KENYA – American chemical company Dow will collect and recycle 30,000 tons of plastic packaging in the capital Nairobi.

The initiative will contribute to the development of the circular economy in this country, which recycles only 2,400 tons of plastic per month, according to the Kenyan authorities.

After Egypt, Guinea and Nigeria, U.S. packaging solutions provider Dow is continuing its cleanup journey in Kenya.

The operation envisaged since 2019 will finally be implemented through the waste recovery start-up Mr. Green Africa.

“Through a mobile app, consumers can sort and separate plastic waste at home, before scheduling its collection by Mr. Green Africa, which will then process it,” Dow says.

The initiative funded by Dow’s Business Impact Fund is part of its “Stop the Waste” program, which aims to collect, reuse and recycle one million metric tons of plastic worldwide by 2030.

Ultimately, Dow’s project in Kenya will establish sorting centers in counties that will allow reclaimers to bring in plastic waste for a fee, prior to recovery at dedicated facilities.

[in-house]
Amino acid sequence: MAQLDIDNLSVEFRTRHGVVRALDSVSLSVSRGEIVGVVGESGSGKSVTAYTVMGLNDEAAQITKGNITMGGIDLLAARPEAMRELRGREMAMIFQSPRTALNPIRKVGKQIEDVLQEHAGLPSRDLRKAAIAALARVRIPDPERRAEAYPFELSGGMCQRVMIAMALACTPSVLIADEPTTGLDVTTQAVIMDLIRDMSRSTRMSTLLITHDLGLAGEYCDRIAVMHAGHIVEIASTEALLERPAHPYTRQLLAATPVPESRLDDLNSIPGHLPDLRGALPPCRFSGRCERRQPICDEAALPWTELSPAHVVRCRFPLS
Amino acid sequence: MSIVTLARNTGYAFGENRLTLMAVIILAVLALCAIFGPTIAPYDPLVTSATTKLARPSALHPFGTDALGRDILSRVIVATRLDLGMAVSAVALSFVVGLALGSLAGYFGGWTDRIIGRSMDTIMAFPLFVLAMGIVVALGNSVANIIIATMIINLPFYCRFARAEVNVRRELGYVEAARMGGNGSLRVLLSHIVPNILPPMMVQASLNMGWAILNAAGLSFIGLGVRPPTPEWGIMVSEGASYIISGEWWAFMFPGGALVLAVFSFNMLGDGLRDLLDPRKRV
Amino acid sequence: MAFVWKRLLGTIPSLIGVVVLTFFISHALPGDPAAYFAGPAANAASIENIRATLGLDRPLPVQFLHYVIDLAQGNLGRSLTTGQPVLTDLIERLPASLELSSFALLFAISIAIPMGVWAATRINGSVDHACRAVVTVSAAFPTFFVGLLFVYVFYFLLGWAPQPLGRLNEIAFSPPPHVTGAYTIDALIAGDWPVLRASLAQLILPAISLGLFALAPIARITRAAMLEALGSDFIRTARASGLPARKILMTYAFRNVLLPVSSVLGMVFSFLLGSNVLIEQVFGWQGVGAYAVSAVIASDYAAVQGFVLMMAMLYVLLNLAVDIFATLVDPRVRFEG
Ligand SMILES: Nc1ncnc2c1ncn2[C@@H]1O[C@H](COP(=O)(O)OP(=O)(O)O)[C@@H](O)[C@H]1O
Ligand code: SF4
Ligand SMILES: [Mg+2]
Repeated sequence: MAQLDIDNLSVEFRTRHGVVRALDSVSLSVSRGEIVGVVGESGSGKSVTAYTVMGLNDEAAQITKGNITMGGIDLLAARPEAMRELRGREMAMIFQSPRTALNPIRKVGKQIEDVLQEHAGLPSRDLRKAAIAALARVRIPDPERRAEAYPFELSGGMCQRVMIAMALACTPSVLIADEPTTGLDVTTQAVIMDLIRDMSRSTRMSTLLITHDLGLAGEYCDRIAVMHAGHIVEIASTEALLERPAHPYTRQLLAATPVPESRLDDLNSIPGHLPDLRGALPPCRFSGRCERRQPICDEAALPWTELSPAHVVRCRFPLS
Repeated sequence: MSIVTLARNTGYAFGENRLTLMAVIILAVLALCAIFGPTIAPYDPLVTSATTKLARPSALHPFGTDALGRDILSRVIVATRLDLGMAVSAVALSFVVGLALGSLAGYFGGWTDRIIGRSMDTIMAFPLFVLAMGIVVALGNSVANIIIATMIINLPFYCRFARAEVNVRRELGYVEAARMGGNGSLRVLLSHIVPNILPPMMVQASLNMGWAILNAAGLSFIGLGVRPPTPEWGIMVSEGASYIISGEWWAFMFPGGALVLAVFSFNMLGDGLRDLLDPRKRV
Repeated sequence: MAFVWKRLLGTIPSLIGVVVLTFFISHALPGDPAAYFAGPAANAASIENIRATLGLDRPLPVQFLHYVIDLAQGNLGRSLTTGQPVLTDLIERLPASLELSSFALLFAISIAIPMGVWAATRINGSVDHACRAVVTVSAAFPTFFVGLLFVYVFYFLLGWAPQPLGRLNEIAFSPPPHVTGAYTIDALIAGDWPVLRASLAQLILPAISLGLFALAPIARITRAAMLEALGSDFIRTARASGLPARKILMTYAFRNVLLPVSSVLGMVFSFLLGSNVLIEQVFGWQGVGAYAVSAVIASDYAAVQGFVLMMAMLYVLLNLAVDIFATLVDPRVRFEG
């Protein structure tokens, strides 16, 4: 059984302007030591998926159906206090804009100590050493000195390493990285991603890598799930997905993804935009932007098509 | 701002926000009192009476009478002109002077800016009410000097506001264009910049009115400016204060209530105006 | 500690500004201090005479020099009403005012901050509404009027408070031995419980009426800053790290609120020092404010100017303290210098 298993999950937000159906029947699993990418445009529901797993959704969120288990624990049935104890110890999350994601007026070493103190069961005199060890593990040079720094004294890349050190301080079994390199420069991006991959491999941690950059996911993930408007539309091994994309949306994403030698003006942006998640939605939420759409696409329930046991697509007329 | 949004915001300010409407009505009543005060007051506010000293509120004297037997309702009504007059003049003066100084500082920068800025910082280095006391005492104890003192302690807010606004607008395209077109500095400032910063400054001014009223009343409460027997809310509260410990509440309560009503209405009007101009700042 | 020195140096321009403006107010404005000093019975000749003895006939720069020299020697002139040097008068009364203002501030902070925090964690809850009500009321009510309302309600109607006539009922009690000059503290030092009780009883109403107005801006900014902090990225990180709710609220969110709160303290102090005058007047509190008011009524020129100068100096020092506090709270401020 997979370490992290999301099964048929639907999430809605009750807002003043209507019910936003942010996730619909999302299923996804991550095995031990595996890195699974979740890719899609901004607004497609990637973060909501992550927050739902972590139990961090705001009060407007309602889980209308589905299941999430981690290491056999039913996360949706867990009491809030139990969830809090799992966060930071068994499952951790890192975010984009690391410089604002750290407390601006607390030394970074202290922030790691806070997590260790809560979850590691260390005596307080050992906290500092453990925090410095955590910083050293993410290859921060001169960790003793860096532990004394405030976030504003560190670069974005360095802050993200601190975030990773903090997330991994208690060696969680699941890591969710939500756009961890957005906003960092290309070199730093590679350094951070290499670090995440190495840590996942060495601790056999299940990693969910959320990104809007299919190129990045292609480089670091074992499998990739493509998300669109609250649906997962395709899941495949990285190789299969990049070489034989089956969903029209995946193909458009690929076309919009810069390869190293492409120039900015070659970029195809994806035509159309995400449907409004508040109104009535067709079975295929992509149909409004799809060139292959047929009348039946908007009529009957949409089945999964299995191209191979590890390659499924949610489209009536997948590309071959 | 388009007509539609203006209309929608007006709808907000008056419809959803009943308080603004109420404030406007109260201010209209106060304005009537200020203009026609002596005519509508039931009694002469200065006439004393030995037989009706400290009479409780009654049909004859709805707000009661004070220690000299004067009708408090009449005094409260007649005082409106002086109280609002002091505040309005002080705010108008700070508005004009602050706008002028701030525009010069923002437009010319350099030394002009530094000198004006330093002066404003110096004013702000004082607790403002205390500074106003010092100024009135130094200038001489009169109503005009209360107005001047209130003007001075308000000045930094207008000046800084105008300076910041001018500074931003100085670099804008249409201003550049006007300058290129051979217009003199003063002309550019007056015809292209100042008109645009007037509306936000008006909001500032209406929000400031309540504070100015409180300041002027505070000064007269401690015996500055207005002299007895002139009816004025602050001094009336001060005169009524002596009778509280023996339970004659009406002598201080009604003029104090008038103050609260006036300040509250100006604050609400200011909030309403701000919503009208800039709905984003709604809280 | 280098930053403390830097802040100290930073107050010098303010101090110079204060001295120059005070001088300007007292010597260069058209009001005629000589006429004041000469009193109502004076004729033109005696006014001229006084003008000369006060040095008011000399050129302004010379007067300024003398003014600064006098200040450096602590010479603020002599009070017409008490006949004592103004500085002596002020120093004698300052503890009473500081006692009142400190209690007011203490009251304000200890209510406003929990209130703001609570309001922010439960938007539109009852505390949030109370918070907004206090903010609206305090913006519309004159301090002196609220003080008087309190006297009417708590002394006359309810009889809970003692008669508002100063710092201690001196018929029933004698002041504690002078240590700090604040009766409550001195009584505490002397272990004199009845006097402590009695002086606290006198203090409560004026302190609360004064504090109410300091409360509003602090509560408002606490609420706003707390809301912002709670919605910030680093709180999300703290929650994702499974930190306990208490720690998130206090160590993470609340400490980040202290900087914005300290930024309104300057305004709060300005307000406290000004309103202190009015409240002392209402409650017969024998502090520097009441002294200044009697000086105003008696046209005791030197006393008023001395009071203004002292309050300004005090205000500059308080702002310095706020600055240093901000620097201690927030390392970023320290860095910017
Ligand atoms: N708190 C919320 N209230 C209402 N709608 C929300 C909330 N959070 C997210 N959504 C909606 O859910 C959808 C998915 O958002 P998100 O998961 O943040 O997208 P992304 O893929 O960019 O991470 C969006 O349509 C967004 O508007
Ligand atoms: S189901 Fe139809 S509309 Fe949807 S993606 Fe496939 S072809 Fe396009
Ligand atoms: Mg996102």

According to the United Nations Environment Programme (UNEP), supermarkets in Kenya distributed up to 100 million plastic bags in 2019 alone, just two years after the East African country banned the use, manufacture and import of plastic bags.

For Frederick Njehu, the head of Greenpeace in Nairobi, “the remaining 76% of unrecycled waste is a threat to marine life, rivers and soils.”

The initiative comes at a time when the city produces waste at a rate that outpaces its capacity to collect and dispose it of in a safe and environmentally sound manner.

In the city, proper waste management seems to be a luxury and only available to those that can pay for it.

However, there are considerable opportunities to be found in recycling and composting. Around 50% of the waste generated in Nairobi is organic, while only 15% of all plastic waste is recycled.

Public-private sector partnership is expected to influence greatly the amount of plastic waste collected and recycled.

In addition, communities should be empowered with adequate knowledge, skills, and equipment needed for the adoption of proactive approaches that call for reducing waste, such as using products for as long as possible and recycling them back into the economy.

In light of this, Dow has partnered with ChildFund, the Association of Waste Recyclers, Nairobi Metropolitan Services, schools, communities, formal and informal sector players, children, youth and women to implement community projects on waste management.

Through this initiative, youth and women, who were previously unemployed, have not only gained knowledge and skills in waste management but have also gained employment.

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